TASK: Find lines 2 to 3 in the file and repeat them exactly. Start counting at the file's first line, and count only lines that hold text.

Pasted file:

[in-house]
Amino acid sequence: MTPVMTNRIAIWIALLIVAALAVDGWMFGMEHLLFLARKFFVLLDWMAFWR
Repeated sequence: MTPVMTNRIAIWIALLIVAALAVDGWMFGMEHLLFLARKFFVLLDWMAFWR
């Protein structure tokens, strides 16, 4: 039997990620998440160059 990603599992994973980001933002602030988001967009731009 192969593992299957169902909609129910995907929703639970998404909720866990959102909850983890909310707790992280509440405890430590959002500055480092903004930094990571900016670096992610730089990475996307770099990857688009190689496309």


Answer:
Amino acid sequence: MTPVMTNRIAIWIALLIVAALAVDGWMFGMEHLLFLARKFFVLLDWMAFWR
Repeated sequence: MTPVMTNRIAIWIALLIVAALAVDGWMFGMEHLLFLARKFFVLLDWMAFWR